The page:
Miss Esther B. Darden, who has
been attending Pearl High School, re
ceived a diploma from the grammar
department this year. She is at home
for the summer.
COUNTY INSTITUTE.
The County Institute closed last
Friday afternoon after having held a
successful and very instructive insti
tute. The program of Friday was ex
cellent and -very interesting. The
superintendent made an address to
the teachers and friends. He spoke
some very encouraging things.
The standard of the county teach
ers must be raised to, almost equal
th?t of the public school teachers. All
applicants for schools will meet at
Fogg High School Monday and Tues
day mornings to take the examina
tion. LECTURE.
Prof. J. H. Burrus delivered an ad
mirable lectuie to the Young Men's
Debating Club of East Nashville at
their place of meeting on North First
street, last Wednesday night. His sub
ject was "Self-Control." A large au
dience was in attendance and enjoyed
every point put forth by the distin
guished orator. At the conclusion of
the lecture the names of many young
men who live in that tection of the
oitv were added to the roll of the
club.
PROF. SALE IN THE CITY.
Prof. Sale, who is the Educational
Secretary of the American Baptist
Hojr-e Mission Society at New York,
having charge of the work of Negro
schools in the South, was In town
Wednesday to meet the special Ten
nessee Baptist State Board in the in
terest of Roger Williams University.
HODGE WORTHAM.
A quiet wedding took place at the
residence of Mr. and Mrs. Phil Book-
or, last Sunday evening at 7:30
c clock, the contracting parties being
Mr. Paul W. Hodge, of Nashville, and
Miss Minnie Wort ham. of Columbia..
Rev. Albert Porter, pastor of Flf-
teentn Avenue Bpntist Church. wn,s
the ofPciat'ng clergyman. The famllv
and a few near friends witnessed the
ceremony.- Misses Emma L. Owens,
ivragnoiia Wilkes and Lucille Boxlev
assisted in receiving the guests.
un Monday night an entertainment
was dven in honor of Mr. and Mrs.
Hodge. Music and dancing were the
features of the evening. Mr. Samuel
White rendered a beautiful clar.
inet solo, accompanied bv Prof. James
Thomas. Ices, etc., were served at a
late nour. Those present were Misses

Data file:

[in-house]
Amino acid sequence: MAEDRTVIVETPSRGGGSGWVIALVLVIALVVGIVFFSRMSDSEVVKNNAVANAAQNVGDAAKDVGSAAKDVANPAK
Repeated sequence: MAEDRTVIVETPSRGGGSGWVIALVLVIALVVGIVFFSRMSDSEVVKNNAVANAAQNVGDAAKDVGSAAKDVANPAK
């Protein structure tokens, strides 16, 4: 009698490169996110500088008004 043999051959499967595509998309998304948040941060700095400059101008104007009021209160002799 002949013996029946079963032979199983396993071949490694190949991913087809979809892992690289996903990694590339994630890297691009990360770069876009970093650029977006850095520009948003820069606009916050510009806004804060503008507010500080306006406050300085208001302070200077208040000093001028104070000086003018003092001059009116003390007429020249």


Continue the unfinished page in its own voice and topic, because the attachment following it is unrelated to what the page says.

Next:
Nicie Smith, Ella Rucketr, Elvira
MicKissack, Letha Johnson. LnHllft
Boxley, Magnolia Wilks, Jessie Smith,
jmma u- Uwens. Lillie B. Turner
Mary SheDs, Neffle Church, Mrs. Sam
uel F. White. Mrs. Solomon Pointer,
Mrs. aiartin V. Slater, Mrs. Johnnie
Miles, Messrs. Monroe Rolland V.
Ewing, Solomon Pointer, Martin V.
Mater, .jesse Howard, Dave Oden
Samuel F. White. John II. Lowell,
Will Alexander, Dave Boxley, John
Davis, Prof. James Thomas, Eugene
Morton, Samuel J. Tinnos. .T?sa and
Hadley Fite, Douglas Johns, Earlie
sancn.
Have You Catarrii7
Do Your Eyes Trouble You?
Do You Need Glasses?
OR HAVE YOU ANY
TROUBLE WITH YOUR
EYES, EARS, NOSE
or THROAT?
IF SO, CONSULT
Dr. C. V. Roman,
SPECIALIST,
ROOMS 2 and 3 NASHVILLE,
NAPIER COURT. TENN.
Voorhees & Simms
dealers ir:
m iu mm mi
FUttNlTUUE.
Cleaning and Repairing Neatly Done.
UPHOLSTERING A SPECIALTY.
Phone, Main 1342. 907 10th Ave. S.
Nashville, Tcnu.
5-24 07tf
S. R. SMITH,
Cash Meat market
' .NOTHING BUT THE BEST"
Phone Main 3166-w 140 Fifth Avenue. S.
WHEN THINKING
OF
THINK OF
Abraham's
Think How, Much
You Can 5ave
OUR EXPENSES ARC IfGC
OUR & PRICES AlL LLOO I
We are out of the
'High Rent District
Bid STOCK TO SELECT FROM.
ABRAHAM'S
SHOE STORE
335 Public Square
Next to Transfer Station, North.
S. Thomas,
. 1 E1LER II
CHOICE FRESH AND CURED
MEATS.
Expert Sausage maker.
All Meats selected from Home Killed Stock.
Residence: 1911 FOURTH AVE., N.
Ottlct 'Phont 1271. Residence 'Phone 3443-R.
Dr. J, B, Singleton
DENTIST.
Professor of Operative Dentistry and teach.
n vnnooonna and Dental Me
tallurgy Meharry Medical
College.
Tf"T?.A.CTPBY SOMNO FORME
all classes of dental
WORK NEATLY DONE.
OFFICE: RESIDENCE:
s
WALTER
408 Cedar St. 1116 Jefferson St.
8 29-07 it.